Magazine article Newsweek

Sleepers

Magazine article Newsweek

Sleepers

Article excerpt

Fact or fiction, 'Sleepers' is a snore

ON A HOT SUMMER DAY IN NEW York's Hell's Kitchen in 1967, four adolescent boys play a prank that nearly kills a man. They are sentented to a year at the Wilkenson Home for Boys, where they are tortured and sexually abused by sadistic guards. In 1981 two of the boys-now streetwise killers-encounter the most brutal of the guards (Kevin Bacon) in a bar and blow him away. The assistant D.A. (Brad Pitt) who prosecutes the killers happens to be another of the abused kids; he's requested the case to lose it. Enlisting the support of the fourth boy (Jason Patric), a sympathetic parish priest (Robert De Niro), the neighborhood mafioso (Vittorio Gassman) and a broken-down defense lawyer (Dustin Hoffman), the D.A. masterminds a byzantine plot to get his old chums off and extract his long-desired revenge on the other guards.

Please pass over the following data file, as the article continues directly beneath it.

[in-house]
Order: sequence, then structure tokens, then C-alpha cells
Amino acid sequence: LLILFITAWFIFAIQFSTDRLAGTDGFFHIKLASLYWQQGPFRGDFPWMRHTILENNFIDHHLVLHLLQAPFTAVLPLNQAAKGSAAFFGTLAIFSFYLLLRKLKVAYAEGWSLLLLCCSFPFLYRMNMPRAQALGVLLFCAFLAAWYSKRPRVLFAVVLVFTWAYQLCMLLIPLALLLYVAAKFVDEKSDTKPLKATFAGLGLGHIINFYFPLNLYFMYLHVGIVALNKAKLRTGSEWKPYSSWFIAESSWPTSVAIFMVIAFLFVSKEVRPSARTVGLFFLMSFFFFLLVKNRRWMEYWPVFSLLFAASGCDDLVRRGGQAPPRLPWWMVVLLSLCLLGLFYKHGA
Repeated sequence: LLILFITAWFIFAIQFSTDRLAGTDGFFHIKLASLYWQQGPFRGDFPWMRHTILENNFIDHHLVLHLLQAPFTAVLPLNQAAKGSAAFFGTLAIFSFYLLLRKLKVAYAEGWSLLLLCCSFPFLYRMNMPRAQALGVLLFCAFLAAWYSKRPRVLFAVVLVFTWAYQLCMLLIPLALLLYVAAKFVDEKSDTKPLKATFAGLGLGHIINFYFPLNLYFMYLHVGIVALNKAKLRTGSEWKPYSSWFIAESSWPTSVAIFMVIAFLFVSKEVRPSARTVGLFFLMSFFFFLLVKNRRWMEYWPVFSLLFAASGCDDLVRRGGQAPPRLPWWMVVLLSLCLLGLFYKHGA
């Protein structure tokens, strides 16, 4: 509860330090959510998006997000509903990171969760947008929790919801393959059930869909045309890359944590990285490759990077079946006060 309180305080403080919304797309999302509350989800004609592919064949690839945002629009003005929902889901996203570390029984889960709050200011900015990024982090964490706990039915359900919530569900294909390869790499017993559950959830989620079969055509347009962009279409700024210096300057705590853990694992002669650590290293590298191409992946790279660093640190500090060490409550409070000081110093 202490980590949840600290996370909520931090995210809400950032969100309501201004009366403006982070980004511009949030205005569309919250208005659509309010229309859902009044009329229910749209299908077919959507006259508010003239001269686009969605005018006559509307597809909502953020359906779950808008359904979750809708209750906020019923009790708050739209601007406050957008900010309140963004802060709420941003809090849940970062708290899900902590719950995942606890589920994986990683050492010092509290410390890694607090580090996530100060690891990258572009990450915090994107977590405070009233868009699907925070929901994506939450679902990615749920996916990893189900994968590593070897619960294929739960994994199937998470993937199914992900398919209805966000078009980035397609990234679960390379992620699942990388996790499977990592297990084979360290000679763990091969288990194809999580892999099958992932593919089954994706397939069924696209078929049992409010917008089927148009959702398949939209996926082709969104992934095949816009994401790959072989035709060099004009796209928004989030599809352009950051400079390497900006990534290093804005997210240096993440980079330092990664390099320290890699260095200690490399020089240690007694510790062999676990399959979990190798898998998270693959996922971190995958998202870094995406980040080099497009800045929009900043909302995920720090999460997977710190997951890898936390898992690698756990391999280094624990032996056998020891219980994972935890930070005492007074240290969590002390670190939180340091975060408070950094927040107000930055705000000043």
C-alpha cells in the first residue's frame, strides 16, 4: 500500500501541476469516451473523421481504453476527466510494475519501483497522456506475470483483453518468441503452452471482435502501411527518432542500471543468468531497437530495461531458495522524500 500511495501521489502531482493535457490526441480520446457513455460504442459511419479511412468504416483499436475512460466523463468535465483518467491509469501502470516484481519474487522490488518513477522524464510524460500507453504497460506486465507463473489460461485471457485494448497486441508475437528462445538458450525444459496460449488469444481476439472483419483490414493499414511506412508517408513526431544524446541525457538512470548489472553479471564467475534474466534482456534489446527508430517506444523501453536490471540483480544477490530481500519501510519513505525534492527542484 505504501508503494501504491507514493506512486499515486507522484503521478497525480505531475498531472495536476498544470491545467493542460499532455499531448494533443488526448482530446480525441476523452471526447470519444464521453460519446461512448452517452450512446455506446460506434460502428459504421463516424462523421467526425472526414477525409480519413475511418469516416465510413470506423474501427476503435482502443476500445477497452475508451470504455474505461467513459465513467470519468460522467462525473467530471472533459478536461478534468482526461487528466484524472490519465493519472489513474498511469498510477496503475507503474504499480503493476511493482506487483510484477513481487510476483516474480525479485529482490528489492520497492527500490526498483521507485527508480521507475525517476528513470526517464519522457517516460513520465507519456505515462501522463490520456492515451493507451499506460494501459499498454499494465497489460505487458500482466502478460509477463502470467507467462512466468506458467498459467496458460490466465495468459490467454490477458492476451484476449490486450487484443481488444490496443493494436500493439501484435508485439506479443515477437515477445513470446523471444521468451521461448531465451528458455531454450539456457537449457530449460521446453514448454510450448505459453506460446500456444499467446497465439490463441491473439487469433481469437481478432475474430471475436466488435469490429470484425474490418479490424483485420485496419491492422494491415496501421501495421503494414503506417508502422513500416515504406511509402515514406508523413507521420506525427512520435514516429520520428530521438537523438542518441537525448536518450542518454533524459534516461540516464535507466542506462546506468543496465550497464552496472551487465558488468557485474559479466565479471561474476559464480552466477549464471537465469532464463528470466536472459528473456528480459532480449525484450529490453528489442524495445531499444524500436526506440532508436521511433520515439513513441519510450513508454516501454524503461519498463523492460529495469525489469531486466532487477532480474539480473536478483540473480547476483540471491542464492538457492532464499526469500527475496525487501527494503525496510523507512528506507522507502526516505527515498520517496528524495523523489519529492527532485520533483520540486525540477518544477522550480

That is the sensationalistic plot of Simper, director Barry Levinson's adaptation of Lorenzo Carcaterra's controversial novel, which the author claimed was based on autobiographical fact. Whether the book was true or not does not concern me; what's amazing about Levinson's star-studded movie is that it tells this highly charged story so ineptly that nothing rings true. The harder this overinflated revenge fantasy tried to whip my emotions to a boiling point, the deeper into boredom I sank.

The problems start with Levinson's script, which overemploys Patric's florid narration to tell you what you're about to see, what it means and how you should feel about it. …

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